Offshore spree by mainland firms helps to increase lending in Asia

From cereal firms to metal markets, offshore spree by mainland companies drives 56pc rise

PUBLISHED : Thursday, 13 September, 2012, 12:00am
UPDATED : Thursday, 13 September, 2012, 11:48am

Chinese companies swooping on assets in Europe and the US, from metal markets to cereal companies, are driving a 56 per cent increase this year in acquisition-related lending in Asia.

Some US$2.8 billion of loans used to fund purchases of corporate stakes have been signed since December 31, up from US$1.8 billion the same period last year, as overall syndicated deals in the Asia-Pacific region slumped. While the number of loans dropped to 109 from 120, the average size of transactions rose 66 per cent.

Hong Kong Exchanges and Clearing's US$2.2 billion buyout of the London Metal Exchange and Bright Food Group's US$1.15 billion purchase of a majority stake in Weetabix are some of the biggest loan-backed acquisitions in Asia this year. Corporates in the world's second-biggest economy are expanding abroad as they seek to create global companies and shift the nation's economy beyond export-processing industries as growth slows to a three-year low.

"We're seeing more large-sized corporate acquisitions driving the loan market," said Mohamed Atmani, the Hong Kong-based head of Asia ex-Japan acquisition and leveraged finance at UBS. "There's a lot of activity emanating out of China as corporates seek to take advantage of attractive valuations and buy companies abroad to secure access to natural resources and acquire technology and brands."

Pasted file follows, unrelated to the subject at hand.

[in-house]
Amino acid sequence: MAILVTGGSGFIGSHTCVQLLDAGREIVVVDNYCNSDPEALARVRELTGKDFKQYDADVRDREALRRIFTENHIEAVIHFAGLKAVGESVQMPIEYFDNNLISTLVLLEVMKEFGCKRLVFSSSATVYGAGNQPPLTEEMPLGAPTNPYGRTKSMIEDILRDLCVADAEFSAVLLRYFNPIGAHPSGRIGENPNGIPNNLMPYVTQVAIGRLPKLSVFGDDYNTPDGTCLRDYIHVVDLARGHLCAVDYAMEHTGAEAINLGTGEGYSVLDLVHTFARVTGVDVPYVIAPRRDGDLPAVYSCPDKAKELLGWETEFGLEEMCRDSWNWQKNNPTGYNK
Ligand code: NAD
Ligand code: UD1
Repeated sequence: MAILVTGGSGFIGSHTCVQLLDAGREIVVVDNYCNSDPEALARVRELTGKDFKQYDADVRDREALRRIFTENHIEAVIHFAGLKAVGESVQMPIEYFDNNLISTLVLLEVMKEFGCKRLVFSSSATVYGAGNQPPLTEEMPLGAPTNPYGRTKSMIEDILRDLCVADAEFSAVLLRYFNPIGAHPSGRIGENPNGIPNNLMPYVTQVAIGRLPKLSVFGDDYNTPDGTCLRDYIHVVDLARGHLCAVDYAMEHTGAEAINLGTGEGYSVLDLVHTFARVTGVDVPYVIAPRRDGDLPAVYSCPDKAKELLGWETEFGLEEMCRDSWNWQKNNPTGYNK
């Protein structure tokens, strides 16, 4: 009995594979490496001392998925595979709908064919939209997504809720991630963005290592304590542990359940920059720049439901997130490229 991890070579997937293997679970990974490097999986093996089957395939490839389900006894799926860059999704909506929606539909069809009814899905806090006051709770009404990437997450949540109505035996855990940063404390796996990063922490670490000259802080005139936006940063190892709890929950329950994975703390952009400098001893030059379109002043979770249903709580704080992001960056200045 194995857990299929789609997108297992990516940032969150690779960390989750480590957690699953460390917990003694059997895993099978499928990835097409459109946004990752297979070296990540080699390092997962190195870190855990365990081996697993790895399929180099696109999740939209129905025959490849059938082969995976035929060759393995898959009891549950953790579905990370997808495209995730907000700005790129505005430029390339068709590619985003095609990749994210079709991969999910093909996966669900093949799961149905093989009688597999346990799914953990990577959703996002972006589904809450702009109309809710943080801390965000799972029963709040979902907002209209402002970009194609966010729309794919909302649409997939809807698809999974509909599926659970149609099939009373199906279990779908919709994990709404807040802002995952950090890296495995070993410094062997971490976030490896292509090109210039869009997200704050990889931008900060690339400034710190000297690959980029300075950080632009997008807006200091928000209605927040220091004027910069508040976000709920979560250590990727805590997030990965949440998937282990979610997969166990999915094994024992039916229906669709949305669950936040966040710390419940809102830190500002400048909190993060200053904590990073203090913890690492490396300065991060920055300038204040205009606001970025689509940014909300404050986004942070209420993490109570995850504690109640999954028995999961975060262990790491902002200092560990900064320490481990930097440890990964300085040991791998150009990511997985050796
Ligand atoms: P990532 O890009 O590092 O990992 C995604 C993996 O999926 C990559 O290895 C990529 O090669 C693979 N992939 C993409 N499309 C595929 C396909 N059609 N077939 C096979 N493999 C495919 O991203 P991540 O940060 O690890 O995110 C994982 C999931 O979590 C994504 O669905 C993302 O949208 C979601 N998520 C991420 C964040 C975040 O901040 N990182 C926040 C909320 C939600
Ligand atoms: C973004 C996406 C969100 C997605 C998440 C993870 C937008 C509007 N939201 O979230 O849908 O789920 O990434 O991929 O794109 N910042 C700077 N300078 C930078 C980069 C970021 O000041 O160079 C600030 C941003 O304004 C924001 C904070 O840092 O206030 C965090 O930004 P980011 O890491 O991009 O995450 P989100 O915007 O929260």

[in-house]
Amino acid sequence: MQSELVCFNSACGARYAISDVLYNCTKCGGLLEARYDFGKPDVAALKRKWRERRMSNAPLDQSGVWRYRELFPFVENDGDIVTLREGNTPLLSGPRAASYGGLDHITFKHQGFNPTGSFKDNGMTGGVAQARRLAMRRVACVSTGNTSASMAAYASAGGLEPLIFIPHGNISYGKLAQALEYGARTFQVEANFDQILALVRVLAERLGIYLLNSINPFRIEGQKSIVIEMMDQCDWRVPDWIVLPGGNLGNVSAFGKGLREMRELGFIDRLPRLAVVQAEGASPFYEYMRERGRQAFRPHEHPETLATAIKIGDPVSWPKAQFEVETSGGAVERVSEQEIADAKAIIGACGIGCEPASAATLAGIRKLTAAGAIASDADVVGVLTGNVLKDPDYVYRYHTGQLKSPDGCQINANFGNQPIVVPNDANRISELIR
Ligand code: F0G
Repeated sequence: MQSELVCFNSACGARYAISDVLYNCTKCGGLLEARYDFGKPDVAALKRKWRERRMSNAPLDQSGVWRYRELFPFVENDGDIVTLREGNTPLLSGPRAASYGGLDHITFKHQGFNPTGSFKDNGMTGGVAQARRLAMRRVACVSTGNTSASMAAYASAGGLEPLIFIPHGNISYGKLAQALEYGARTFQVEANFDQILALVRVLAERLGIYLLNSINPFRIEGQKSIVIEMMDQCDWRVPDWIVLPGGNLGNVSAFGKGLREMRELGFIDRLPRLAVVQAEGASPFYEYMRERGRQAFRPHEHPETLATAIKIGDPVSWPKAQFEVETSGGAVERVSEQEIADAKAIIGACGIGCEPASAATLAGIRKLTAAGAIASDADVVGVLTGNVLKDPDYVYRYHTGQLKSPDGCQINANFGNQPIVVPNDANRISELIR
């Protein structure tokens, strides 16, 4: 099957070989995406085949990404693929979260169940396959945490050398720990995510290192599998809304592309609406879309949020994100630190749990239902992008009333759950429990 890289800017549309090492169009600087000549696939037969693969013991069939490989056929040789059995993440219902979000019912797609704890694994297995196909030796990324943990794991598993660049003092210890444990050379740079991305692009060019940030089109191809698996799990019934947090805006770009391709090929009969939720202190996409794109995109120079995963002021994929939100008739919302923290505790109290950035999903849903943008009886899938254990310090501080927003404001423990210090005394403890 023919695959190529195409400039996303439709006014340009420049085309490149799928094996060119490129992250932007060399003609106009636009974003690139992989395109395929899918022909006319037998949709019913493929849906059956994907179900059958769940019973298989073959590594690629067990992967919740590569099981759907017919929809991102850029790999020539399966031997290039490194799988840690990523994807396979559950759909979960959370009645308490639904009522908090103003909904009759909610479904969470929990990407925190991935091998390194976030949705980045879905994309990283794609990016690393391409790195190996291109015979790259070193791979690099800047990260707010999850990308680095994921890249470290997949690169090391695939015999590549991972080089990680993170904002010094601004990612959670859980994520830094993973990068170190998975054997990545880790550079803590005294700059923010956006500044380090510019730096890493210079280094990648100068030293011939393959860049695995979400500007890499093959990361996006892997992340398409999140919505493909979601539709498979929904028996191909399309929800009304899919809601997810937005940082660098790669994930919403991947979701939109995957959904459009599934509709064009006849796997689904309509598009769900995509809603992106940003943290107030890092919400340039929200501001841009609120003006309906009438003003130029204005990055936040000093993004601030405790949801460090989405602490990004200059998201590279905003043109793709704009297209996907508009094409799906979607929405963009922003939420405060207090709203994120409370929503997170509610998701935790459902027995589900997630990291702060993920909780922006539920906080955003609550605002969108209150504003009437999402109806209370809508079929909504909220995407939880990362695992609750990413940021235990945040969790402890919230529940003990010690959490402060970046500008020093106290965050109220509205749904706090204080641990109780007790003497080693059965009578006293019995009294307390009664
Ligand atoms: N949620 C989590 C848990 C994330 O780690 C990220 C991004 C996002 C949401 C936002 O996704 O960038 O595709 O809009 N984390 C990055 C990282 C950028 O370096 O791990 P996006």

China outbound acquisitions total US$78.1 billion this year against US$72.4 billion in the same period last year and US$60.8 billion in 2010, according to data compiled by Bloomberg.

Syndicated lending is growing at the slowest pace in seven years as companies face rising borrowing costs and opt for more private, so-called bilateral facilities and bonds. About US$33.3 billion of loans have been signed since July 1, down 65 per cent from the same period last year and the slowest start to a second-half since 2005, the data shows.

Although Chinese banks are funding significant portions of the acquisition-related activity, international lenders are also competing to finance the deals. Policy banks have in some cases provided at least 50 per cent of the leveraged financing, with the remainder split among a group of foreign banks.

"I'm fairly optimistic we'll see strong loan volumes out of China in the coming six to 12 months," said Atul Sodhi, the Hong Kong-based head of Asia-Pacific loan syndication at Credit Agricole. "Outbound mergers and acquisitions by Chinese companies are on the rise and in addition there's increased stimulus that's being provided by the government. That will also work to boost liquidity and hence loan volumes," said Sodhi, who is also chairman of the Asia-Pacific Loan Market Association, which holds its China Loan Market Conference in Beijing today.